Draft Consequences: To ensure that teams play these games as if they matter, we've added some incentive. As of now, the MLB draft is based on the inverse order of standings. Now we wouldn't want to mess with the order for the 14 teams that missed both postseason tournaments, but we would make this tournament a battle for picks 15-22. As a reward for good player development, the winner of this tournament would get the 15th pick in the draft for every round of the draft. Second place would get the 16th pick and so forth. I know owners want to see their teams develop from within, and this would provide incentive for that. The Brewers currently stand to pick 22nd this year, but winning this tournament would move them up seven slots. In the process, future stars like Alcides Escobar and Angel Salome could cut their teeth alongside Ryan Braun and Corey Hart. They would have played Fall League anyway, right?

Give Spring Training Fans Real Games: Travel is always expensive, so to cut down on that, the top two seeds would host their pools at their spring training facility. This would ensure for good weather, and it would also give fans access to competitive baseball that they don't normally have. The top seed would host the final, which would pit the winners of the two pools in a best-of-three series.

It's Cheap: The biggest gripe you hear about the MLB postseason now is that it isn't fan friendly because of the ticket prices and late start times. The Double NIT would be the opposite of that. Games would be set for prime local time so everyone could enjoy them in their entirety, and good weather would guarantee a pleasant fan experience. MLB could treat this as a goodwill mission, keeping ticket prices at regular spring training rates. The league says it is flush with cash, why not give a little something back here?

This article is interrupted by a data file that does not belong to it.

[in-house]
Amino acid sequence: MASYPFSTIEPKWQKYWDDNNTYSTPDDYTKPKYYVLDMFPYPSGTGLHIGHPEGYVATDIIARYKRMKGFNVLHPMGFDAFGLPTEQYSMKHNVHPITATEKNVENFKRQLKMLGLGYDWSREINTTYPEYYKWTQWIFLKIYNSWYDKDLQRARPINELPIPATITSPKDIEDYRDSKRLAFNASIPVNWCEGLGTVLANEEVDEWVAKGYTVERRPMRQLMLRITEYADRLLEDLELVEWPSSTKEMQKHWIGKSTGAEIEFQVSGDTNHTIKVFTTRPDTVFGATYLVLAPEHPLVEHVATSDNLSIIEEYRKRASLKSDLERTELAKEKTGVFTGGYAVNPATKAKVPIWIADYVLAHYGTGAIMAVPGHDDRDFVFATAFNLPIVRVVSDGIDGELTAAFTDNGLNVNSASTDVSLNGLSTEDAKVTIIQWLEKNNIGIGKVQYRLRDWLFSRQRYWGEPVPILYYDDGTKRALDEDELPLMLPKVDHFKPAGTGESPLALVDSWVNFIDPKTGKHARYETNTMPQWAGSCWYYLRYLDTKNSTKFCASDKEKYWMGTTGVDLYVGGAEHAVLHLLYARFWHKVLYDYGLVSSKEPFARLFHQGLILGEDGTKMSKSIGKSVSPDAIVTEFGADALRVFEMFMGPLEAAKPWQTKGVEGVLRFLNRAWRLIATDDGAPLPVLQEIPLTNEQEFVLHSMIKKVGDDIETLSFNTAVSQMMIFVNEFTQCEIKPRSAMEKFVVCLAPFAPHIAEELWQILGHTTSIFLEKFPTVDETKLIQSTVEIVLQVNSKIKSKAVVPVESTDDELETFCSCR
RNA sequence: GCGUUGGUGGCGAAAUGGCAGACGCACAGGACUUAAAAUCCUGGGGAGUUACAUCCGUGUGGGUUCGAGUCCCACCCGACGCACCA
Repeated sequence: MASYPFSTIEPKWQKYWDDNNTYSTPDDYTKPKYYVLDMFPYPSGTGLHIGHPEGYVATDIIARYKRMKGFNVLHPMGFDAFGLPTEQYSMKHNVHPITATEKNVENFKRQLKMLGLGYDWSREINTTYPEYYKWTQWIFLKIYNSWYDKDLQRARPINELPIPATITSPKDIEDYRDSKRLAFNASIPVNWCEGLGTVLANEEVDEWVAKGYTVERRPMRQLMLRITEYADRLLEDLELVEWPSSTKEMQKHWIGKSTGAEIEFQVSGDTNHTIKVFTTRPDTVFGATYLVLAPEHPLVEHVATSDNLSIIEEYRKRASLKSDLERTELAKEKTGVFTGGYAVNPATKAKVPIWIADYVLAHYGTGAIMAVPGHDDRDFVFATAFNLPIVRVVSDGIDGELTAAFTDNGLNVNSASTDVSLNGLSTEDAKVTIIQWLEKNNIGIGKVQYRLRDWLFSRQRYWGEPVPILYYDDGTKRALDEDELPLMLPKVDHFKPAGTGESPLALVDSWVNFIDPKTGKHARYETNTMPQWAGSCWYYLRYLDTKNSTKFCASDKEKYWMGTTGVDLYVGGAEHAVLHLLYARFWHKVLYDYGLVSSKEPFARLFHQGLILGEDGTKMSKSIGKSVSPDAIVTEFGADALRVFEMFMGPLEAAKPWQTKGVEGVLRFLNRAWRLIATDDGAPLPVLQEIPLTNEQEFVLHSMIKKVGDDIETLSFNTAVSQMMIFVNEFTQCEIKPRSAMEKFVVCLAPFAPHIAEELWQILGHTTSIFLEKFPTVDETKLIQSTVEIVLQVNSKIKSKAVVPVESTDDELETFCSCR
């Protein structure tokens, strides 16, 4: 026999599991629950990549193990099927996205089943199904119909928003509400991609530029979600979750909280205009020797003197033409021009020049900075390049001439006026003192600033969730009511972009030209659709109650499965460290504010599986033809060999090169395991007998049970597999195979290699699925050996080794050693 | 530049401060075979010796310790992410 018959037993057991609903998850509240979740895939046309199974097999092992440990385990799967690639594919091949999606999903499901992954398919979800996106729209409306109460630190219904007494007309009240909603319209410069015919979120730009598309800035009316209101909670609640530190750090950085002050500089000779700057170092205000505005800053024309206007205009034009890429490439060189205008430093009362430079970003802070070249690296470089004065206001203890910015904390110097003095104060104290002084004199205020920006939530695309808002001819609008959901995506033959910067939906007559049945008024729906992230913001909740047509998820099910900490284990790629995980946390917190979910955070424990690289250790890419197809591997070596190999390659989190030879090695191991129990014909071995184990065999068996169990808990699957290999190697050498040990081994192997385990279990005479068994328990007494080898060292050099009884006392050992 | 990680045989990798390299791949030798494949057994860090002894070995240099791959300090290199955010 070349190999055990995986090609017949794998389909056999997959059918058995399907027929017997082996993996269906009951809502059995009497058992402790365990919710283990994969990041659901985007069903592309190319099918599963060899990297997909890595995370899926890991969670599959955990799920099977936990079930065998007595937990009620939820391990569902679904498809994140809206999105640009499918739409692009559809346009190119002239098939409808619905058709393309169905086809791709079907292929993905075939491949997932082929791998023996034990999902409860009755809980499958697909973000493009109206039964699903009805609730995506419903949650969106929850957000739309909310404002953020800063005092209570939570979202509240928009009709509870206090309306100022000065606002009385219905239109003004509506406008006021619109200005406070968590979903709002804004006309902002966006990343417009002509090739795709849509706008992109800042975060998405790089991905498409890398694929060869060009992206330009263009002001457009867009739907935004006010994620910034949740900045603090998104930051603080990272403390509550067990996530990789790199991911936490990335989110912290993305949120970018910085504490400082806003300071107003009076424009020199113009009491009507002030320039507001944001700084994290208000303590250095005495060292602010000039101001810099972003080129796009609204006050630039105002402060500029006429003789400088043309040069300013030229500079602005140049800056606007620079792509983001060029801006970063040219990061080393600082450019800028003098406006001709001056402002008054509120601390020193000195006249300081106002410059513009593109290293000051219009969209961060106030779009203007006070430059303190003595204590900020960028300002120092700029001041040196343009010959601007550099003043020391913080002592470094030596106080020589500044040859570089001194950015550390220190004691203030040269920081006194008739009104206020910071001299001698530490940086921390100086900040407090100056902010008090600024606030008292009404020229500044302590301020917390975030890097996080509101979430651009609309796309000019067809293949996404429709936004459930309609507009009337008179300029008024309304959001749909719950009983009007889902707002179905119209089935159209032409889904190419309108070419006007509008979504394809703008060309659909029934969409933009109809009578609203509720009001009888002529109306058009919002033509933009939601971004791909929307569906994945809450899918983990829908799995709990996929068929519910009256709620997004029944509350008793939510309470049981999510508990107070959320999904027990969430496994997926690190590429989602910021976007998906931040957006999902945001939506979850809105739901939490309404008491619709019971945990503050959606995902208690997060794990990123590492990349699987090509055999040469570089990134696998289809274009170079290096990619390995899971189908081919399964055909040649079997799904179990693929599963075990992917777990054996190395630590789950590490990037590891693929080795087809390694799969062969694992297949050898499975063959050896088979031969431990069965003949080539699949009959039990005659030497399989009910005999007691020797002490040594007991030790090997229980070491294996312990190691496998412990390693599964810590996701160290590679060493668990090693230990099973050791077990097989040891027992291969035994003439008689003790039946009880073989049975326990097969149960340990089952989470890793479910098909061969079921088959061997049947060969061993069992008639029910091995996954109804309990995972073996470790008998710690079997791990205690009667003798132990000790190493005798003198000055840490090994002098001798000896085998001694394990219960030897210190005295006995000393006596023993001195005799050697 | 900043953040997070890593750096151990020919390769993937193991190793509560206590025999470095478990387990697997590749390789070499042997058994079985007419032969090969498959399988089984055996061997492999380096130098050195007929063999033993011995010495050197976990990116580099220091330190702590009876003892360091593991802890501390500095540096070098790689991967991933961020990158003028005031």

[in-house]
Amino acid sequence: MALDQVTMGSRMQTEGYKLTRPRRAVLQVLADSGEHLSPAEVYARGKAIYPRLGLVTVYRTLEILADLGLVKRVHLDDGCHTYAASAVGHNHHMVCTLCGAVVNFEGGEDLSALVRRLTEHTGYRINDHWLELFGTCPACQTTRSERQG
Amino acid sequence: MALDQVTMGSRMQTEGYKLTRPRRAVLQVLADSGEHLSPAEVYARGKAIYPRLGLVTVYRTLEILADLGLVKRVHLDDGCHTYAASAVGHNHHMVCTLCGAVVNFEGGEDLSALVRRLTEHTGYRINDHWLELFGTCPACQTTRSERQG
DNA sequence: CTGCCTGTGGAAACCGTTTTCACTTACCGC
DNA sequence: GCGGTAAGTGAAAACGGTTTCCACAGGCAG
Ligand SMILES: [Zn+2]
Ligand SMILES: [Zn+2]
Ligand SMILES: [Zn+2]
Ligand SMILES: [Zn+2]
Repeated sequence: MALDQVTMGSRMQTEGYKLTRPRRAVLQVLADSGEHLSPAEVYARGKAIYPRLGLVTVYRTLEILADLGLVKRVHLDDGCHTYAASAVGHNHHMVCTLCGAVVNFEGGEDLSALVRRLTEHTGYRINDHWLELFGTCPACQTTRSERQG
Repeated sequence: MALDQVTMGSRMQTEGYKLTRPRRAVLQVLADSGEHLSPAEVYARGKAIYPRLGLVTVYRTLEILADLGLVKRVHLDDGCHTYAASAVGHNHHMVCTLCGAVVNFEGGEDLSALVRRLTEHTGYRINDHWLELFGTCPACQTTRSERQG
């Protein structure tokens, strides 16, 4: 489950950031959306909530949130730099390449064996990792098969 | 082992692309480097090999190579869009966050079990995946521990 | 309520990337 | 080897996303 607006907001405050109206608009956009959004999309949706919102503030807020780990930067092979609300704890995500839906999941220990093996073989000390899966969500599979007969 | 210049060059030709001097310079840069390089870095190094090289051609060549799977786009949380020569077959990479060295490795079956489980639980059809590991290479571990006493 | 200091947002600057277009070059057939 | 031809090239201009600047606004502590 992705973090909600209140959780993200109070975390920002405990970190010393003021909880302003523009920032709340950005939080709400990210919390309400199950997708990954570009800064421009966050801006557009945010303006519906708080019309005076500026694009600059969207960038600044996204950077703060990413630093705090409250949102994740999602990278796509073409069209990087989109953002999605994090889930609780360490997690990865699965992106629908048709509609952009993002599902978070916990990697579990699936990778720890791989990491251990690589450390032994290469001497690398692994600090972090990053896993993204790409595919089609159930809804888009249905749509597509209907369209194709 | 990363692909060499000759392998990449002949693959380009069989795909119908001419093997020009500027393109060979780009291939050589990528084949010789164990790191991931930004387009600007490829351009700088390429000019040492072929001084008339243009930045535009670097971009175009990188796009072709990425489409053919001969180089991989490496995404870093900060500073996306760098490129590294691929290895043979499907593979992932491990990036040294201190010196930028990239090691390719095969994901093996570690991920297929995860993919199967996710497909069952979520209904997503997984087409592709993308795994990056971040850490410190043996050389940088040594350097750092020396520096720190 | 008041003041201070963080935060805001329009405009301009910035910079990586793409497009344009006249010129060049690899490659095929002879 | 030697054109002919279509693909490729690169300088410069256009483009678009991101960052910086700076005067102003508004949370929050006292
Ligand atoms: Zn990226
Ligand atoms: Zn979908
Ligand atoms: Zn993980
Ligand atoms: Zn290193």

The Injury Issue: It's likely that the biggest reason (other than losing money) not to do this tournament is the risk of injury, particularly for pitchers. We all know how valuable pitchers are, and most clubs wouldn't want to use their best pitchers in this environment. It's the same reason teams don't like to send their best pitching prospects to the aforementioned Arizona Fall League. But again, to encourage clubs to participate, we've given them a 30-man roster that will allow for extra arms.

Furthermore, this tournament would be perfect for any pitcher who has worked back from injury but wants some more innings. Guys play winter ball all the time, how is this any different? In fact, teams would be far more likely to let top pitchers participate in this tournament because unlike winter ball, this is a controlled environment. And the bottom line is this: if a team doesn't want a pitcher there, they don't have to put him on the roster.

So let's say you're a fan of the Diamondbacks, and you can't believe your club wasted their hot start. Relax. You can watch Max Scherzer and Jarrod Parker taking on Alex Rodriguez and Derek Jeter in Double NIT pool play while dreaming about next October. Some teams might still be lukewarm about how much they want to bid on AJ Burnett during free agency, and Burnett could use this opportunity to further enhance his value on the open market. And what better way for a Twins fan to get excited about the next generation than watching Ben Revere leg out a triple off Anibal Sanchez?

This wouldn't be a replacement for the current playoffs, just a nice side dish. It would also make for some heated debate as fans begin to realize that the best eight teams aren't in the playoffs. A perfect topic for a slow day on sports talk radio.

Call me crazy, but I know I'd be watching.